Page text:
Closer Readings Commentary

Crime and Punishment turns 150!

All is in a man's hands and he lets it all slip from cowardice, that's an axiom. It would be interesting to know what it is men are most afraid of. Taking a new step, uttering a new word is what they fear most.—Fydor Dostoyevsky

Dostoevsky began writing the story, which would become Crime and Punishment, in the summer of 1865 under the title, The Drunkards. The plot that emerged was much more complex than that original title would suggest, and while drunkenness had been an early theme, by his final version the focus had changed entirely. Finding a publisher proved difficult. After a number of rejections, Dostoyevsky wrote a most persuasive letter to the editor of a conservative journal, The Russian Messenger, who accepted it and despite an editorial clash, it went to print in January 1866.

The first segment of the novel Crime and Punishment appeared in the January issue of the Messenger in serial form, followed by additional chapters in regular monthly installments over the course of that year. Crime and Punishment was an immediate success with the public; however, it garnered a largely unfavorable reaction from the liberal press.

This complex story involves a riveting and troubling story line, which pays witness to the downfall a young protagonist who steps outside the boundaries of legality and decency. Raskolnikov, whose name derives from the Russian word for "schism", is torn apart by his philosophical beliefs and his inherent morality. Dostoyevsky had returned from exile in Siberia 11 years earlier, so his firsthand knowledge of what Raskolnikov would have experienced there is reflected in the novel.

This is a superb text for college-bound juniors and seniors, especially those in Advanced Placement, honors, and International Baccalaureate programs as well as life-long learners. Crime and Punishment is a Common Core State Standards exemplar for grades 11–CCR.

Teaching Crime and Punishment

Schisms and Divisions in Crime and Punishment: A Common Core Exemplar stresses the polarizations and divisions that dominate the novel—characters torn by opposing tendencies; theories that identify ordinary and extraordinary people as separate; disconnects between intellect and emotion; societal divisions in Russia that would ferment and lead to revolution half a century later. [Aligns with Anchor Standard CCSS.ELA-Literacy.CCRA.R.2: Determine central ideas or themes of a text and analyze their development; summarize key supporting details and ideas.]

Lesson 1: Dualistic Portrayal of Characters considers how Dostoyevsky develops the divided nature of his main character, Raskolnikov, to reflect his views of the schisms inherent in human nature. It also looks at the divisions that are present in the other characters. Students discover people are neither simple nor easily classified; they are often torn in opposite directions by forces both inside of and outside of themselves, sometimes with catastrophic results. [Aligns with CCSS.ELA-Literacy. RL 11-12.1: Cite strong and thorough textual evidence to support analysis of what the text says explicitly as well as inferences drawn from the text, including determining where the text leaves matters uncertain.]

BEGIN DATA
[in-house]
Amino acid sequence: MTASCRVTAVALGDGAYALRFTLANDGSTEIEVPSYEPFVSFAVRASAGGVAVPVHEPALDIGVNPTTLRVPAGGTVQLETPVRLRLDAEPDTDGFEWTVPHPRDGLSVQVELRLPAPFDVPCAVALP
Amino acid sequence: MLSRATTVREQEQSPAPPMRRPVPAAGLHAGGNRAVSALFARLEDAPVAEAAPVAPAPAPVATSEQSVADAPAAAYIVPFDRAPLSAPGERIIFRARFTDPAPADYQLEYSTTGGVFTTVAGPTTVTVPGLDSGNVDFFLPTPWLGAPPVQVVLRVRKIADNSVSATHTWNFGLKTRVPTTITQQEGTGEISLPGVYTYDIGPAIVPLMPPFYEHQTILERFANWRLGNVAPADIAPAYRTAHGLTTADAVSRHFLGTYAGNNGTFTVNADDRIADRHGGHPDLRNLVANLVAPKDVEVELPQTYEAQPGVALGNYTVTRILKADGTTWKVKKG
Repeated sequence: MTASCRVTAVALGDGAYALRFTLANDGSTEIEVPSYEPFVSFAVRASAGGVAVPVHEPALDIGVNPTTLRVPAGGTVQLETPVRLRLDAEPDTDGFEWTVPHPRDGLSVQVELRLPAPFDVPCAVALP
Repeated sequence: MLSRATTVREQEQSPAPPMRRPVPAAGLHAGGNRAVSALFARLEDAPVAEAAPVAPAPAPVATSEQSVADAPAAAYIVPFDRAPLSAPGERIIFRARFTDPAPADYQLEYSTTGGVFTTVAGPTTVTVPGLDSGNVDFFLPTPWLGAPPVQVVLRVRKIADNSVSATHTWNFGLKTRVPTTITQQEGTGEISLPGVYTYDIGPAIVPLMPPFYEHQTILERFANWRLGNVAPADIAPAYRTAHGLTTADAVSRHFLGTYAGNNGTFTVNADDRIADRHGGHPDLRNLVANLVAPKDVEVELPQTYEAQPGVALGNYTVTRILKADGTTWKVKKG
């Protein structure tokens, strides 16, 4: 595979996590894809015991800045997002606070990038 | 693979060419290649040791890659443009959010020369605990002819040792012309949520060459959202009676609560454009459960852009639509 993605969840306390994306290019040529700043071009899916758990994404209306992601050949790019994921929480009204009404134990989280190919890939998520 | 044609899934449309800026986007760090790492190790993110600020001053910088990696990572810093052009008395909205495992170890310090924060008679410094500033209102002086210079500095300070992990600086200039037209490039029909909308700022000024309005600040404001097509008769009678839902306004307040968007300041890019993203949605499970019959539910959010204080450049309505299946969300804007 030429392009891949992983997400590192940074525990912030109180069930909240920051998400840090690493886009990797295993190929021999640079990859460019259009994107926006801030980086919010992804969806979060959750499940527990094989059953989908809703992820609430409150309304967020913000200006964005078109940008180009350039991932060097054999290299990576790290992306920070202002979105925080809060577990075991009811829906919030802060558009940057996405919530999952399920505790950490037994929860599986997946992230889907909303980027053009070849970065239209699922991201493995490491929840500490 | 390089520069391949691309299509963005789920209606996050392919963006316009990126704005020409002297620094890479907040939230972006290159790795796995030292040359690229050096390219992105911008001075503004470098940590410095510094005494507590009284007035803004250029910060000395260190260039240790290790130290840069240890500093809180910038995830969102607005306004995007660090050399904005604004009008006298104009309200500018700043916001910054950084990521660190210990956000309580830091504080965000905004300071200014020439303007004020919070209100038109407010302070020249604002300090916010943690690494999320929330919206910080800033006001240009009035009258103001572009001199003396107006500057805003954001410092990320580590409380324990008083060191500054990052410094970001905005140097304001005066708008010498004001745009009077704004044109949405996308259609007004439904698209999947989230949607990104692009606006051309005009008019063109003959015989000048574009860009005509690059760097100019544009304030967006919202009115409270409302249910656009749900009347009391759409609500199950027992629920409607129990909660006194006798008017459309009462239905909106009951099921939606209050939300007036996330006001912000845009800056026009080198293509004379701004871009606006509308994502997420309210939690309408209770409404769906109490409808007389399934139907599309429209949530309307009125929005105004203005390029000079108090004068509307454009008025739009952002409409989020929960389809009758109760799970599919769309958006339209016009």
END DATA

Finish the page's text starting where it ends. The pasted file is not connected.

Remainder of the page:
Lesson 2: Man and Superman tackles large questions: Are humans really divided into two distinct categories, the ordinary and the extraordinary, or is this division a figment created by an overactive intellect? Students come to see how the Man vs. Superman theory differs radically from Dostoyevsky’s fictional reality, and they uncover yet another major split—one between intellect and emotion/instinct. [Aligns with CCSS.ELA-Literacy.RL.11-12.2: Determine two or more themes or central ideas of a text and analyze their development over the course of the text, including how they interact and build on one another to produce a complex account; provide an objective summary of the text.]

Lesson 3: Societal Schisms and Divisions examines individual and societal divisions that underpin the central themes of the novel. More than just a demonstration that crime does not pay, Crime and Punishment is a vivid depiction of societal injustice. Students examine additional societal divisions— wealth and poverty; men and women; religion and skepticism; connection and alienations—to see how they cause negative consequences for Raskolnikov and other characters in the novel. [Aligns with CCSS.ELA-Literacy.RL.11-12.6: Analyze a case in which grasping a point of view requires distinguishing what is directly stated in a text from what is really meant (e.g., satire, sarcasm, irony, or understatement).]

Crime and Punishment demonstrates Dostoevsky's keen insight into 19th-century Russian society. He saw the chasm between the many have-nots and the few wealthy. He also recognized the tensions between the Westernizers who wanted Russia to become more European and the Slavophiles who thought the best path for the country was a return to its Slavic roots.

Dostoevsky saw increasing radicalism among youth in Russia, including the rise of "nihilism", which was based on utilitarian thinking and rejection of religious faith. In its most radical form, Russian nihilism rejected all institutions and laws—a complete abrogation of everything that Russians had believed for centuries. The novel reflects both the appeal and the limitations of this way of thinking by showing us the tremendous injustice in that society, while also suggesting that to reject every aspect of this social structure is not the way to create justice.